In Evolutionary Rhetoric, scholar Wendy Hayden provides a comprehensive examination of the relationship between scientific and feminist rhetorics in free-love feminism, studying the movement from its inception in the 1850s to its dark turn toward eugenics in the early 1900s. Hayden organizes her provocative study by scientific discipline—evolution, physiology, bacteriology, embryology, and heredity. Each chapter explores how free-love feminists adopted the evidence of that discipline in their arguments for increased sex education, women’s sexual rights, reproductive freedom, and the abolition of a marriage system that repressed the rights and the sexuality of women.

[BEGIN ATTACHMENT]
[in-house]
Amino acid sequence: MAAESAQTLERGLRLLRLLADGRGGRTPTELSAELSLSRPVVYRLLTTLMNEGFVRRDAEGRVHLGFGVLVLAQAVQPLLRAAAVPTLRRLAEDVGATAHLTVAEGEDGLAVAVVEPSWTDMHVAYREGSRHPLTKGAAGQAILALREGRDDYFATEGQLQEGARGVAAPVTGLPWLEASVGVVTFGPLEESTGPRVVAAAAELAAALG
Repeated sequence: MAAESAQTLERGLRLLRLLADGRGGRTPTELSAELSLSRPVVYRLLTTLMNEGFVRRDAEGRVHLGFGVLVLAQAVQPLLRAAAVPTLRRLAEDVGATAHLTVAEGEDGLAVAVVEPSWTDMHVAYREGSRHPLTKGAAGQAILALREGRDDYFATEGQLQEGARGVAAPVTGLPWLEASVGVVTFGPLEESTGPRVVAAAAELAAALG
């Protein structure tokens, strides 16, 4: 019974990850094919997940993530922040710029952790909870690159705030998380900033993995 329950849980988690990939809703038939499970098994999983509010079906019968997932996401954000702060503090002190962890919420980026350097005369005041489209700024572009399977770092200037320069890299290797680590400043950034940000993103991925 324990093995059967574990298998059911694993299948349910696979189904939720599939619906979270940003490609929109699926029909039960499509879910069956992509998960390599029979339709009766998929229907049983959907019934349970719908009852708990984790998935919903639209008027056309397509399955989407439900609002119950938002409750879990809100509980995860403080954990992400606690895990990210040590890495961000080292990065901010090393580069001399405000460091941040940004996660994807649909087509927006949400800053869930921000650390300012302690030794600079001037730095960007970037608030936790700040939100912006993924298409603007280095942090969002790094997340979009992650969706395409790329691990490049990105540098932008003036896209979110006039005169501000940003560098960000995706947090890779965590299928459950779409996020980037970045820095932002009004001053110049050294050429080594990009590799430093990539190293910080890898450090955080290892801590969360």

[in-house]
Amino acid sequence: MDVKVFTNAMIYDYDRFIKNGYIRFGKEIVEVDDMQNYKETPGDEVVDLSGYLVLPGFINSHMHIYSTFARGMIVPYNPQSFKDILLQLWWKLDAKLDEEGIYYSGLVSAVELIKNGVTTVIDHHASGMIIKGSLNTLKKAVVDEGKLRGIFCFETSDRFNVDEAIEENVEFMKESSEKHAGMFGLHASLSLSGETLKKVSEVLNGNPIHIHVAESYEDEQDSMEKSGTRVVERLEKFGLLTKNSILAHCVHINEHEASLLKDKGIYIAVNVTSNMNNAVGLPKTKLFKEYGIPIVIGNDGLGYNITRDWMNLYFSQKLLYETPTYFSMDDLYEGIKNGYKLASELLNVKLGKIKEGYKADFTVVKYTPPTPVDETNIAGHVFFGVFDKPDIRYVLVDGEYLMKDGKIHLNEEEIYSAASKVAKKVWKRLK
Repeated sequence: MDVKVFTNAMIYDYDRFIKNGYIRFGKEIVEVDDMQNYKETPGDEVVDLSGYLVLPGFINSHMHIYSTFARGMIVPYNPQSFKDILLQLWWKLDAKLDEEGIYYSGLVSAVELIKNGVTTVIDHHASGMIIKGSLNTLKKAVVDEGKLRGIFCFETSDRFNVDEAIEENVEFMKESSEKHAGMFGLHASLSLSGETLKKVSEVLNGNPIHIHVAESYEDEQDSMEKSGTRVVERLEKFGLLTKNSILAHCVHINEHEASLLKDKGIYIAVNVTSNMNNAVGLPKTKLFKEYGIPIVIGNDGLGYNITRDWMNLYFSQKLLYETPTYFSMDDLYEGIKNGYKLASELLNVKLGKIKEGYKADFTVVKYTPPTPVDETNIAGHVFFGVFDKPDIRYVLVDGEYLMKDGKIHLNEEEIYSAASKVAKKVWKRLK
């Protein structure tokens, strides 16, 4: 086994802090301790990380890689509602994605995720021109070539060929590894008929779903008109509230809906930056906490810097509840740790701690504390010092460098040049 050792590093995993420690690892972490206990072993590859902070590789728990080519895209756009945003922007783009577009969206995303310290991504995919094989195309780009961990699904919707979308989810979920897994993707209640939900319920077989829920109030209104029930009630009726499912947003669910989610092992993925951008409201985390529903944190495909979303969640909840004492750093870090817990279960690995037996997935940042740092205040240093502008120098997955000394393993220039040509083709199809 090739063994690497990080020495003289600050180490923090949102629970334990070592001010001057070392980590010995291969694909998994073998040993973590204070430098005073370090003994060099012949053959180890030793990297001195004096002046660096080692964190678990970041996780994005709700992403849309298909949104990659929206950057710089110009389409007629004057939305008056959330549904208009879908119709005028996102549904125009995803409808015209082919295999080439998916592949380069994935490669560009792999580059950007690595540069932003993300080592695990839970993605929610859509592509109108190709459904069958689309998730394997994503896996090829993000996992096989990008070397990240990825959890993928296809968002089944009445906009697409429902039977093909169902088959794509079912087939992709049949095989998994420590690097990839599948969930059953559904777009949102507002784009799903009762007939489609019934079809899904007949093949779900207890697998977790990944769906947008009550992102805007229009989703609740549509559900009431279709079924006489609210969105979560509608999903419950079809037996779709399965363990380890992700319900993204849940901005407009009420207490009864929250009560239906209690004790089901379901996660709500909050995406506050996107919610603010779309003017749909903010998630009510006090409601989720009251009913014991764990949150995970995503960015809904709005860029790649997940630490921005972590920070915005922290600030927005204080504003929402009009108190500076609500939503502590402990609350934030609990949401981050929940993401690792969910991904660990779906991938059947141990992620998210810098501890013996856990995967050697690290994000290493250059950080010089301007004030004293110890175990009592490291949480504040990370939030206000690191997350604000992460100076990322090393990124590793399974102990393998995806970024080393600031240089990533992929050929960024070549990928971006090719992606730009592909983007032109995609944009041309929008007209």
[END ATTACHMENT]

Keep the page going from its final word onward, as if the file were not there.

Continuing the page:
Hayden takes our conventional understanding of the relationship between nineteenth-century feminism and science and expands it. The author provides examples of the powerful words of free-love feminists to show exactly how these exceptional women used science as a rhetorical platform to promote feminist, and often radical, social reforms.
Considering why the free-love movement has not yet been studied, Hayden also discusses how the recovery of this movement may impact larger goals in the recovery of women’s rhetoric. This important and timely study of a long-forgotten movement adds to our understanding of the complexities of the history of feminism.